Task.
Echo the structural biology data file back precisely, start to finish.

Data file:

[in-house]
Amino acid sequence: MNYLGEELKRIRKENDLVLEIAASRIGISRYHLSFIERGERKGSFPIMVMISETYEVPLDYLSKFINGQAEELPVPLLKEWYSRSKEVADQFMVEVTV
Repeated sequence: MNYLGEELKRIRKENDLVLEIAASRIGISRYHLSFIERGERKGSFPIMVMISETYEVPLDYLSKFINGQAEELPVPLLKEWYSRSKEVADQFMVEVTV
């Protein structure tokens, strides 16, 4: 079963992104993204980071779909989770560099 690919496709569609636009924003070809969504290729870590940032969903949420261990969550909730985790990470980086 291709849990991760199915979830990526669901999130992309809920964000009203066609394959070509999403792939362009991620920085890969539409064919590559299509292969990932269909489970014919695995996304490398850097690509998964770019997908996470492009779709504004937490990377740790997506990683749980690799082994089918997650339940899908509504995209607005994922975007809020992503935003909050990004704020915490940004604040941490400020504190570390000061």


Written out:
[in-house]
Amino acid sequence: MNYLGEELKRIRKENDLVLEIAASRIGISRYHLSFIERGERKGSFPIMVMISETYEVPLDYLSKFINGQAEELPVPLLKEWYSRSKEVADQFMVEVTV
Repeated sequence: MNYLGEELKRIRKENDLVLEIAASRIGISRYHLSFIERGERKGSFPIMVMISETYEVPLDYLSKFINGQAEELPVPLLKEWYSRSKEVADQFMVEVTV
């Protein structure tokens, strides 16, 4: 079963992104993204980071779909989770560099 690919496709569609636009924003070809969504290729870590940032969903949420261990969550909730985790990470980086 291709849990991760199915979830990526669901999130992309809920964000009203066609394959070509999403792939362009991620920085890969539409064919590559299509292969990932269909489970014919695995996304490398850097690509998964770019997908996470492009779709504004937490990377740790997506990683749980690799082994089918997650339940899908509504995209607005994922975007809020992503935003909050990004704020915490940004604040941490400020504190570390000061």